Among the stacks of beautifully illustrated and annotated volumes devoted to a featured art form, you sometimes stumble onto a surprising little book that offers more than a gratifying aesthetic journey. WHEN ELEPHANTS PAINT reaches around the globe and will touch the heart of anyone who understands the importance of preserving the Earth's environment and the species that inhabit it.
In 1995 Vitaly Komar and Alexander Melamid, two Russian artists with a reputation for innovation, were introduced to an experiment in pachyderm painting in Phoenix, Arizona. Shortly after, an article in the New York Times about the plight of Thailand's elephant population sparked an idea for raising money to save these creatures from their suffering and eventual extinction --- and the rest, as they say, is history. For the next four years, Komar and Melamid along with any number of other enthusiasts set about to establish painting schools for Thailand's elephants and to market their product to a skeptical world.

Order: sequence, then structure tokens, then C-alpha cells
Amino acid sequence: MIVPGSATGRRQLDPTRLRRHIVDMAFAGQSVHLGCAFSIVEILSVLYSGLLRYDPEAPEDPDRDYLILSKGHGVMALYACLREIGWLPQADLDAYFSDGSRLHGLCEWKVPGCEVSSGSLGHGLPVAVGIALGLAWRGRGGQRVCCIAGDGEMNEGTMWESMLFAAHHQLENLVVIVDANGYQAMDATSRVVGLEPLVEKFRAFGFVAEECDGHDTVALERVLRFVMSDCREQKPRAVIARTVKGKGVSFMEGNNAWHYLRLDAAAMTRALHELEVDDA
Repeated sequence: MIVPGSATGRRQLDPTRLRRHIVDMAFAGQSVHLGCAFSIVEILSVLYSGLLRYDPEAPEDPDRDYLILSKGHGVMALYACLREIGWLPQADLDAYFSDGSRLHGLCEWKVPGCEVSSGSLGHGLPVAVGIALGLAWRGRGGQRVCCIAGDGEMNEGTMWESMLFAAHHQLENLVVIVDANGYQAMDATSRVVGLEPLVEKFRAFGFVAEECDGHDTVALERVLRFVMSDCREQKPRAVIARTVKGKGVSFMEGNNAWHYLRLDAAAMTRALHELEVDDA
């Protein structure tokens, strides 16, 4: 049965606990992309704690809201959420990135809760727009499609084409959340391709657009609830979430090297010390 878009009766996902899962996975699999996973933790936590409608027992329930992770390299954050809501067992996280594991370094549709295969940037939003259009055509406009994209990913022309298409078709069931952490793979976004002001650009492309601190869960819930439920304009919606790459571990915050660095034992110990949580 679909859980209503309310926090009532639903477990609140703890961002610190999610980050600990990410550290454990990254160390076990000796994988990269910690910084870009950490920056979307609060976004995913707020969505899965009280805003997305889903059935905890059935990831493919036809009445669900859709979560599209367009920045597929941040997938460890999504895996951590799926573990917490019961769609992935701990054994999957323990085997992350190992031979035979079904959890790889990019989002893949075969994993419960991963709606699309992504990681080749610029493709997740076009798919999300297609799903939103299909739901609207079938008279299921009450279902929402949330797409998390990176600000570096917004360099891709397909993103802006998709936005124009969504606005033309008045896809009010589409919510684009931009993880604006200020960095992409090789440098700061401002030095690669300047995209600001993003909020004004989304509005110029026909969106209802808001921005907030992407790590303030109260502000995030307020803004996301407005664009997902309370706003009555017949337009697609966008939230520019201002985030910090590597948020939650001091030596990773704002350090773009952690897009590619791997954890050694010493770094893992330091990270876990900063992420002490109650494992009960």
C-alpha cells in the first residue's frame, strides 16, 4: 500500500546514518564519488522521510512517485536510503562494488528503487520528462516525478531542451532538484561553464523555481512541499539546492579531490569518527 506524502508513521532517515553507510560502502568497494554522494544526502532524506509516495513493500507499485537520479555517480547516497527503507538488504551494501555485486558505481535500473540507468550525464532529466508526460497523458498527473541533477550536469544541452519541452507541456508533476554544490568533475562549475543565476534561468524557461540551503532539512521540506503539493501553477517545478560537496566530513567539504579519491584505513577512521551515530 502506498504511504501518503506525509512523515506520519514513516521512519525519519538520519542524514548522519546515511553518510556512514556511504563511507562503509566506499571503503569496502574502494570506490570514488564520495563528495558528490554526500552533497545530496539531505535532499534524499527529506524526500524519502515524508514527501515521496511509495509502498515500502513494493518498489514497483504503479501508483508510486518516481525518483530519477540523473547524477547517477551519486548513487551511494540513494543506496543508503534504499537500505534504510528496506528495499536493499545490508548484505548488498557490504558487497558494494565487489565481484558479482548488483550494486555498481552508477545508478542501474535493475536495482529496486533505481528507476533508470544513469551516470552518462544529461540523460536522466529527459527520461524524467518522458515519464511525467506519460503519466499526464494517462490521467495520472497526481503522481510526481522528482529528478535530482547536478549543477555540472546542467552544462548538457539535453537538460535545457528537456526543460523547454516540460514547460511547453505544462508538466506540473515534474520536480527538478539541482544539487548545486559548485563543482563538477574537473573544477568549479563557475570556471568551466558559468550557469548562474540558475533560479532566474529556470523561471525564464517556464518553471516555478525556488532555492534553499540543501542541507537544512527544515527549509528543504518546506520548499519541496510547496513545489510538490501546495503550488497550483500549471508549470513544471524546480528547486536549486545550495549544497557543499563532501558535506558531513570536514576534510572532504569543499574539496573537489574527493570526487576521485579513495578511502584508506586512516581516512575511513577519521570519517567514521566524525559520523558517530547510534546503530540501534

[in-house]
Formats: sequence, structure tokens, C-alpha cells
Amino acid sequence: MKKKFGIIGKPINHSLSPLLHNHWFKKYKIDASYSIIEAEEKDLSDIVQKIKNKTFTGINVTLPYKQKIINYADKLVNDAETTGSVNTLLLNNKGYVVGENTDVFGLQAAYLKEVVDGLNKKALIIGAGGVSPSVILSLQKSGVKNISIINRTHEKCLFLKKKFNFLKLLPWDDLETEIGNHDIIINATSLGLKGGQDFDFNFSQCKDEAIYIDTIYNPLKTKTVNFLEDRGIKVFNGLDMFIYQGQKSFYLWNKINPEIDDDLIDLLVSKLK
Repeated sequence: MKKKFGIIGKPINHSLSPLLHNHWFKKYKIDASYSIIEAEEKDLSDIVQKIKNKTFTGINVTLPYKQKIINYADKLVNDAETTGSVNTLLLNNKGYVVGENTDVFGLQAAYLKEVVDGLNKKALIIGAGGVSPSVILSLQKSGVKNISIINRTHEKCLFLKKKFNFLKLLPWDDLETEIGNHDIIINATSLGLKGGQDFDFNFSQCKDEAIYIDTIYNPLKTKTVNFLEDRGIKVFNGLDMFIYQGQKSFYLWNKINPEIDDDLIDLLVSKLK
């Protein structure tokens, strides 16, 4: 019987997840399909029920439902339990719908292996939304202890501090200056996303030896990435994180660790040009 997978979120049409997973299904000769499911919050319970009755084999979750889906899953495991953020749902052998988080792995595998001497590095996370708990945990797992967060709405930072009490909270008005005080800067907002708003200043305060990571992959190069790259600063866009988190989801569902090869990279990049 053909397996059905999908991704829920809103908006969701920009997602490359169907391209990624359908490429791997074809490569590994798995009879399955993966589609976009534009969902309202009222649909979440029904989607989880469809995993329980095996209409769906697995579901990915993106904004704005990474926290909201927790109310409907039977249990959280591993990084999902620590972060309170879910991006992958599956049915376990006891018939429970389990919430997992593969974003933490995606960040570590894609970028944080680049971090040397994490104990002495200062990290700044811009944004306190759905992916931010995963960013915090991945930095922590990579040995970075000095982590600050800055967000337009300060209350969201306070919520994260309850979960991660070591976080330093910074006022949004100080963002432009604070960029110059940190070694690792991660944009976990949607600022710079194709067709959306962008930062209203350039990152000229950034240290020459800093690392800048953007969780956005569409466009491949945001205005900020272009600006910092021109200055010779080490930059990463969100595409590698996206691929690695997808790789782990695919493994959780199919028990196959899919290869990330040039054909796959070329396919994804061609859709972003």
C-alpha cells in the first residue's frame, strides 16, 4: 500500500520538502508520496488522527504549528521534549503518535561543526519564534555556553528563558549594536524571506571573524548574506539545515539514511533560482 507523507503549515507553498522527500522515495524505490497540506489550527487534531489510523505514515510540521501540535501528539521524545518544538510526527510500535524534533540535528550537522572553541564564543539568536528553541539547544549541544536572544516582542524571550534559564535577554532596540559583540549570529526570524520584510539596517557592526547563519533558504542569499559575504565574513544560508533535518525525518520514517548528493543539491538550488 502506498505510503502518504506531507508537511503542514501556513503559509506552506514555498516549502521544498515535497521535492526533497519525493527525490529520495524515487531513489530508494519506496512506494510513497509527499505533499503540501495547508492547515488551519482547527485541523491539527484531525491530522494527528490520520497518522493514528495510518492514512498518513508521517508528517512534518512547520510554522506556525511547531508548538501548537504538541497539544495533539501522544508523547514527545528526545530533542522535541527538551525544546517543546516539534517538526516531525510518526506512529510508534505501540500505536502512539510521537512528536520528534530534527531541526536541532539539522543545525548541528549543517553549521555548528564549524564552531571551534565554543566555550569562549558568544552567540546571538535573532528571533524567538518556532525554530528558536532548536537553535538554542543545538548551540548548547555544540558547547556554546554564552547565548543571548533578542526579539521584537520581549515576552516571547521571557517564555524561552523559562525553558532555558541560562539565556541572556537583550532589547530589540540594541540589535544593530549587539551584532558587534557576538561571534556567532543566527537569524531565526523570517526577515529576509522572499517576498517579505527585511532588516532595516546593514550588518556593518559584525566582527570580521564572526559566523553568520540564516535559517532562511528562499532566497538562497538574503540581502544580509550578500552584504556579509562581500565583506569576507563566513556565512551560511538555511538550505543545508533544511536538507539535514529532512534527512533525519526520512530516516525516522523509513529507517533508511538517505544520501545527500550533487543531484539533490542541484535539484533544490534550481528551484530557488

Sound silly? When you read about their story, which is richly illustrated with photographs and accompanied by a detailed history of the elephants and their country, there are moments when you'll laugh out loud. The artists are witty and self-effacing about many of their trials along the way, and the result is a very entertaining read. But you won't be snickering at the plight of these marvelous creatures, nor at the ultimate results of the artists' project. In addition to other successes, in March of 2000, in the prestigious setting of Rockefeller Center, Christie's auction house held "The World's First Auction of Elephant Art." They raised $75,000.
Reviewed by Ann Bruns (BkPageWC@aol.com) on November 21, 2000